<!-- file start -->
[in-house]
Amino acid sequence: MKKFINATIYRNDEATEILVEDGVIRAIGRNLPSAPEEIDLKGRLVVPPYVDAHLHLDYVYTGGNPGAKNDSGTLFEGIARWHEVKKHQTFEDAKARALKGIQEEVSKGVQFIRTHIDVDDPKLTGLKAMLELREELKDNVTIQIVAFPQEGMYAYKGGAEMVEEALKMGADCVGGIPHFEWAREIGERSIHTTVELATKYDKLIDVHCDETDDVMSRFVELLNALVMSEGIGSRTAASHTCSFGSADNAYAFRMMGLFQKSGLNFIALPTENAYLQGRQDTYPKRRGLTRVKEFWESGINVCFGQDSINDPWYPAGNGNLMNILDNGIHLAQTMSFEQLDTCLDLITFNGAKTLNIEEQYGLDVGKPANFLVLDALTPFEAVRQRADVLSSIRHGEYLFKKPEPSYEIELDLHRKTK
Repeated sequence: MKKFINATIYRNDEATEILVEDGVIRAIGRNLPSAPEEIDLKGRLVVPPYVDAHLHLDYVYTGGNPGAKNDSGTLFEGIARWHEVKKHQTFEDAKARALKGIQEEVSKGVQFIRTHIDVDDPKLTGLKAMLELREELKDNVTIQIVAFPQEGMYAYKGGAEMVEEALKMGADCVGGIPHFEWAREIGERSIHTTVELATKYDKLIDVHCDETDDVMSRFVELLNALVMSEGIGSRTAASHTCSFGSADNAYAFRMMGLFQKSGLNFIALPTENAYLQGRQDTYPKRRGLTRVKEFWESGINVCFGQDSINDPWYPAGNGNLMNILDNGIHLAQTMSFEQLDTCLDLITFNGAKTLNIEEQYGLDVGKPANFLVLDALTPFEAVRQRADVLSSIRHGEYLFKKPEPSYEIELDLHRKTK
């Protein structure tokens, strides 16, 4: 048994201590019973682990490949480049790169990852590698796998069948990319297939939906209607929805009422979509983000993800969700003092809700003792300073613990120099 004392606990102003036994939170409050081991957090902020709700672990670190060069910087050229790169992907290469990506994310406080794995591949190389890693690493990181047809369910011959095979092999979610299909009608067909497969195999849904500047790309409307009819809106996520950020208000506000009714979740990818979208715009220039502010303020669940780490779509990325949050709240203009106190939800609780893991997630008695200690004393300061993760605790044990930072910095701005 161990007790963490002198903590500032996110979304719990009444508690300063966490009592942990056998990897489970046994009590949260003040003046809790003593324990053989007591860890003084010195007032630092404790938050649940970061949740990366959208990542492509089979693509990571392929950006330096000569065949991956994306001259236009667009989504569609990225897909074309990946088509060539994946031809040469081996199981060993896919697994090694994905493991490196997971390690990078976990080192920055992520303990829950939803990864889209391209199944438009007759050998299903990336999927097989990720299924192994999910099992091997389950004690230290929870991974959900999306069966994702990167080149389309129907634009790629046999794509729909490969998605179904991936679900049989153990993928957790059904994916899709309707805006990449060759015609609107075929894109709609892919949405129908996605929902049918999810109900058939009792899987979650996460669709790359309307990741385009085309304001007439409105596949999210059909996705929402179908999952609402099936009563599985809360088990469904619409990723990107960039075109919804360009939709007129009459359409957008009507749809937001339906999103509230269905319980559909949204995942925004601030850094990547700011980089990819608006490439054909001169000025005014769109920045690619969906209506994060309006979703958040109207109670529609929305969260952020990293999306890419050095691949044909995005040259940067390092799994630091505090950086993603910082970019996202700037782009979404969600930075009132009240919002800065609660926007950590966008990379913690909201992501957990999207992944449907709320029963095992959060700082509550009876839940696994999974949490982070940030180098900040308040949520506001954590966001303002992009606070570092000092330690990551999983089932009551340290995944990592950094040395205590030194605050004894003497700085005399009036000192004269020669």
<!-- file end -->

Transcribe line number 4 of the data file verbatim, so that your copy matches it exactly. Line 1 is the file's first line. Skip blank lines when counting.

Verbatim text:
């Protein structure tokens, strides 16, 4: 048994201590019973682990490949480049790169990852590698796998069948990319297939939906209607929805009422979509983000993800969700003092809700003792300073613990120099 004392606990102003036994939170409050081991957090902020709700672990670190060069910087050229790169992907290469990506994310406080794995591949190389890693690493990181047809369910011959095979092999979610299909009608067909497969195999849904500047790309409307009819809106996520950020208000506000009714979740990818979208715009220039502010303020669940780490779509990325949050709240203009106190939800609780893991997630008695200690004393300061993760605790044990930072910095701005 161990007790963490002198903590500032996110979304719990009444508690300063966490009592942990056998990897489970046994009590949260003040003046809790003593324990053989007591860890003084010195007032630092404790938050649940970061949740990366959208990542492509089979693509990571392929950006330096000569065949991956994306001259236009667009989504569609990225897909074309990946088509060539994946031809040469081996199981060993896919697994090694994905493991490196997971390690990078976990080192920055992520303990829950939803990864889209391209199944438009007759050998299903990336999927097989990720299924192994999910099992091997389950004690230290929870991974959900999306069966994702990167080149389309129907634009790629046999794509729909490969998605179904991936679900049989153990993928957790059904994916899709309707805006990449060759015609609107075929894109709609892919949405129908996605929902049918999810109900058939009792899987979650996460669709790359309307990741385009085309304001007439409105596949999210059909996705929402179908999952609402099936009563599985809360088990469904619409990723990107960039075109919804360009939709007129009459359409957008009507749809937001339906999103509230269905319980559909949204995942925004601030850094990547700011980089990819608006490439054909001169000025005014769109920045690619969906209506994060309006979703958040109207109670529609929305969260952020990293999306890419050095691949044909995005040259940067390092799994630091505090950086993603910082970019996202700037782009979404969600930075009132009240919002800065609660926007950590966008990379913690909201992501957990999207992944449907709320029963095992959060700082509550009876839940696994999974949490982070940030180098900040308040949520506001954590966001303002992009606070570092000092330690990551999983089932009551340290995944990592950094040395205590030194605050004894003497700085005399009036000192004269020669």